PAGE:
大阪から生まれたドリームポップバンドBalloon At Dawnは、”Our Finder EP”のリリースによって力強く2016年の幕を降ろした。踊りやすいビートとクセになるメランコリーなメロディ、いくつものシンセを重ねた濃いテクスチャーとリバーブに浸ったギターで、その名を知らしめる。そして何よりも、彼らの音楽は聴いていてとても楽しい。最新作はDaydream Nagoyaで物販として参加するHOLIDAY!RECORDSからリリースされたことも要チェック。


THE SKATEBOARD KIDS

The Skateboard Kids is another of Japan’s finest young acts. The four-piece has rapidly gained popularity in Japan on the back of strong live performances and a couple of impressive releases, culminating in their 2016 major label debut, Newtopia.  They’ve shown a propensity to create beautifully intense music, whether on the foundation of shoegaze-infused alternative rock or mellow, acoustic tracks.  One to keep an eye on in the years to come.

The Skateboard Kidsは、日本の輝かしき若い才能のひとつ。4人組の彼らは力強いパフォーマンスと印象的なリリースで国内で急速に人気を集めている。2016年には“Newtopia”でメジャーレーベルデビューを果たした。シューゲイズの息が吹き込んだオルタナティブロック、メローなアコースティックトラックなど、美しくも激しい音楽を創り出す。今後目が離せない。

A Guide to Daydream pt. 3 – Tokyo

The event will host some of the finest shoegaze, dream pop, alt rock, etc. that Japan has to offer.  I will be previewing each of the events as they come.  Day three of the event will be held at Shinjuku Nine Spices in Tokyo this Saturday, December 10th. 

Over the last few years, Kyoto Shoegazer has emerged as the biggest showcase of the local shoegaze scene in Japan.  This year the Kyoto Shoegazer team has put together Daydream, a four day festival spanning three cities that will kick off in December.  The event will host some of the finest shoegaze, dream pop, alt rock, etc. that Japan has to offer.  I will be previewing each of the events as they come.  Day three of the event will be held at Shinjuku Nine Spices in Tokyo this Saturday, December 10th.  

ここ数年京都シューゲイザーは日本のシューゲイザーを特集する一番大きなイベントになってきている。今年、12月から4日程3都市でイベントDAYDREAMを行う。このイベントに日本の高品質のシューゲイザー、ドリームポップ、オルタナのバンドが出演する(あと、香港からのゲストも出る予定!)。Muso Japanは各イベントをプレビューする。次は12月10日東京新宿Nine Spicesにて行われるDAYDREAM TOKYOである!チケット予約は以下のリンクから。

Home Page/イベントホームページ

Ticket Reservation/チケット予約


colm

Colm is sort of a Kyoto Shoegazer supergroup, consisting of members of Ether Feels, Kailios, shelives, and AOQ.  The band is relatively new, and Daydream Kyoto will be their third gig since forming up earlier this year.  The band’s sound combines elements of shoegaze and pop.  Colm recently finished recording its first EP, and the 4-track CD was released at the Kyoto event.

Ether Feels, Kailios, shelives, 青くのメンバーから成るバンドColmは、京都シューゲイザーシーンのスーパーグループ。今年結成して、Daydream Kyotoが3回目のライブ。シューゲイザーとポップをミックスしつつ、大音量でキャッチーなメロディのあるサウンドが特徴。4四曲入りデビューEPを完成して、Daydream Kyotoよりリリースされた。


yukino chaos

One of Japan’s brightest young acts, Yukino Chaos has come on strong over the last couple years with dynamic live performances and some really impressive recordings.  2016 saw the release of a new demo single “Hope For The Future” and a supporting slot at Tokyo’s Niman Den-Atsu alongside Melt Banana, Looprider, and Qujaku.  The band was also invited to Shanghai along with Broken Little Sister earlier this year.  They’ll be releasing a split EP with fellow Daydream performers Ether Feels in December.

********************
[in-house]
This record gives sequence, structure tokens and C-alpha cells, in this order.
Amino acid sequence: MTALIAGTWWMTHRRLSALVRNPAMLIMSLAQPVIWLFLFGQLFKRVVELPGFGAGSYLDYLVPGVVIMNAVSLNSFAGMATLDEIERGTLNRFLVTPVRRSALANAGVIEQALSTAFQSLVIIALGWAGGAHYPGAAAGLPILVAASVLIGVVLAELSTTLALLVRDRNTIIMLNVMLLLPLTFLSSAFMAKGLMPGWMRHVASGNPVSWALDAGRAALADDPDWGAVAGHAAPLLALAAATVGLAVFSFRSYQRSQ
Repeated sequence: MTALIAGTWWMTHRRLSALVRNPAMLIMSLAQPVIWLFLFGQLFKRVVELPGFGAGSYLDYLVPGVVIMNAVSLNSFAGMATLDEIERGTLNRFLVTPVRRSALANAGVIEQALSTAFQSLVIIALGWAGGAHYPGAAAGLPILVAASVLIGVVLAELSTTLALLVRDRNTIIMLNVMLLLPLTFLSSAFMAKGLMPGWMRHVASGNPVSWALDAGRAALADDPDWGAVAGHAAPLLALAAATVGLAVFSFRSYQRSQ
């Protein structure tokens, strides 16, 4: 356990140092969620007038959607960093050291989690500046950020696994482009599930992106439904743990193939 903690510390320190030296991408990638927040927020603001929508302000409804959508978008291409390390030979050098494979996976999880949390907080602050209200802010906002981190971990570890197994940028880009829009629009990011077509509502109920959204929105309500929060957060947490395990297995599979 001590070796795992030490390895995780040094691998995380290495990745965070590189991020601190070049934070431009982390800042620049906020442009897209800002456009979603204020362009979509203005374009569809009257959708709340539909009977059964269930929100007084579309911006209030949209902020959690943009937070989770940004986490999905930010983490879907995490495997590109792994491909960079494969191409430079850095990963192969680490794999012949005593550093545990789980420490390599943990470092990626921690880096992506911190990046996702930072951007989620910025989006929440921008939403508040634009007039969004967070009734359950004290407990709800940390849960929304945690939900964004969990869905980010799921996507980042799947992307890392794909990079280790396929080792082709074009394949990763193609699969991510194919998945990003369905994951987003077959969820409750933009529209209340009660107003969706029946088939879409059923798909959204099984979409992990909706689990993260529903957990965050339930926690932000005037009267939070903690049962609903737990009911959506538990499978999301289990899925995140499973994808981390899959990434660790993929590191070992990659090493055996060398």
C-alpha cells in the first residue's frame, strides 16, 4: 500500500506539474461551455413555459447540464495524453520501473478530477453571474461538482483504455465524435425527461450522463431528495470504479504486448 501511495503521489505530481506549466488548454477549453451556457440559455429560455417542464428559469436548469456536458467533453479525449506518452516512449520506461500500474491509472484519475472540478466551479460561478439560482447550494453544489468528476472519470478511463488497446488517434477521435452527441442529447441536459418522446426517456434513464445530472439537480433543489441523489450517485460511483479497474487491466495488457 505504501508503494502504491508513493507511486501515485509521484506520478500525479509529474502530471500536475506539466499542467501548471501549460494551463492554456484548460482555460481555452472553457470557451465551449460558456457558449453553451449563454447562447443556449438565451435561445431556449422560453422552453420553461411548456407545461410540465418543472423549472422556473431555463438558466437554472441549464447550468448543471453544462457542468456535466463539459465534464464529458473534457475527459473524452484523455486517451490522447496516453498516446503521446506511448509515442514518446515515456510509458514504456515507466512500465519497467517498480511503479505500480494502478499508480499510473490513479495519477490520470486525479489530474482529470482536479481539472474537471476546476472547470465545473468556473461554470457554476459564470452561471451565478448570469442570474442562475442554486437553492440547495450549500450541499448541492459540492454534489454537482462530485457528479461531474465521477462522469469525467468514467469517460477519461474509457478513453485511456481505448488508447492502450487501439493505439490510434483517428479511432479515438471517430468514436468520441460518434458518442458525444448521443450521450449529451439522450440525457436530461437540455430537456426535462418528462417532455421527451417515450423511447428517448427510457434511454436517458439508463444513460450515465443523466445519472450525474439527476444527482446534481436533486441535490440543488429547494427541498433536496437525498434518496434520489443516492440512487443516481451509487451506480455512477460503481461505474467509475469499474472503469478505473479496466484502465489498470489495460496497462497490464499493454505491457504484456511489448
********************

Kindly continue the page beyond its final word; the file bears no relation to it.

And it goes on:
日本の輝かしき若い才能のひとつYukino Chaosは、精力的なライブ演奏と印象的なレコーディングで近年目を離せない存在となっている。彼らの2016年は、デモシングル“Hope For The Future”のリリース、東京の二万電圧でのMelt Banana, Looprider そして Qujakuとの共演、Broken Little Sisterと共に上海へ招かれた年でもあった。12月には共にDAYDOREAMに出演するEther Feelsと制作したスプリットEPがリリース。


ether feels

There are few active shoegaze bands in Japan that have put out as much consistently good material as Ether Feels.  Their melancholy blend of pop and shoegaze has resulted in a sound that is all their own, and their quality has earned them a good amount of attention outside of their home country.  Their Daydream performances will wrap up a busy year that’s included gigs around Asia, the release of a greatest hits album titled hen The First Time We Met and an upcoming split EP with Yukino Chaos.  

日本でEther Feelsほど、コンスタントに良い楽曲をシーンに提供してきたバンドはそういないだろう。彼ら独自のポップとシューゲイズのメランコリーな配合は、日本国外でも注目を集めてきた。DAYDREAMでのパフォーマンスは、アジア各地でのライブ、ベストオブアルバムhen The First Time We Metのリリース、Yukino ChaosとスプリットEPの共同リリース、と忙しい年の有終の美を飾るだろう。


magic love

While a lot of bands infuse their sound with indie pop or post rock, Tokyo’s Magic Love incorporates the howling guitar noise associated with a more “classic” shoegaze/dream pop sound.  On all of their releases to date, the band has consistently been able to balance a lulling, dreamy style with bouts of sheer loudness.  This year they put out their first release since 2014, an EP titled “Night Falls”.

シューゲイザーシーンにはインディポップ、ポストロックから影響を受けているバンドが多いが、Magic Loveのサウンドは、いわゆるクラシックなシューゲイザーバンド的なうなるギターノイズと持続するビートを操るのが特徴。今までリリースした作品では、Magic Loveのドリーミーで時折爆音を響かせる手法が表現されつつ、落ち着いたボーカルも遠くから響き、彼らのサウンドとうまく調和している。”Night Falls EP”を、今年2年振りにリリースしました。


citrus nowhere

Citrus Nowhere is a new and exciting young band from Tokyo that made a name for itself earlier this year with its debut self-titled EP.  They’ve since released more material via Soundcloud and have appeared on both Muso Japan compilations.  The band’s tendency to drown whimsical melodies in a mass of roaring noise makes them one of the more unique bands in the Japanese shoegaze scene.  For fans of massive noise.

東京を拠点とするCitrus Nowhereは有望な若手バンド。今年デビューEPをリリースし、サウンドクラウド、Muso Japanのコンピにも様々な音源をリリースした。キュートなメロディを激しく鳴り響くノイズに溺れるサウンドで、日本のシューゲイザーシーンの中でも個性的ななバンド。爆音ノイズファンにオススメ。


soranisomaruoto

Soranisomaruoto is a newly formed rock band founded by former sorutomanitooto member Minako.  The Tokyo four-piece’s sound draws on a number of genres, from shoegaze to post rock to j-pop to prog rock.  The band’s appearance at Daydream Tokyo will be their first ever live performance.  

ソラニソマルオトはminako(ex.sorutomanitooto)を中心に結成されたロックバンド。shoegaze/post rock/j-pop/progressive rockなどに影響を受けたミクスチャーサウンドを鳴らしている。12月10日が、デビューライブとなる。


Longstanding Japanese shoegaze representative Lemon’s Chair has been a fixture in the scene for years.  The trio is known for evolving beautifully layered melodic songs into a deafening, hazy “wall of sound”.  In addition to their musical accomplishments, members of Lemon’s Chair have been extremely involved in the national shoegaze scene, organizing the Japan Shoegazer Festival, indie label High Fader Records, and the popular Yellow Loveless My Bloody Valentine tribute album.  This is one of the most important bands in Japanese shoegaze over the last 10 years.

Lemon’s Chairは、日本のシューゲイザーシーンのベテラン代表者バンド。インスト3ピースで美しいメロディを大音量の轟音にうまく昇華することで知られている。バンド活動に加えて日本のシューゲイザーイベント“Japan Shoegazer Festival”や、インディレーベル“High Fader Records”の運営、日本国内バンドが参加したマイブラトリビュートアルバム“Yellow Loveless”にも参加。日本シューゲイザーバンドの、最重要バンドのひとつ。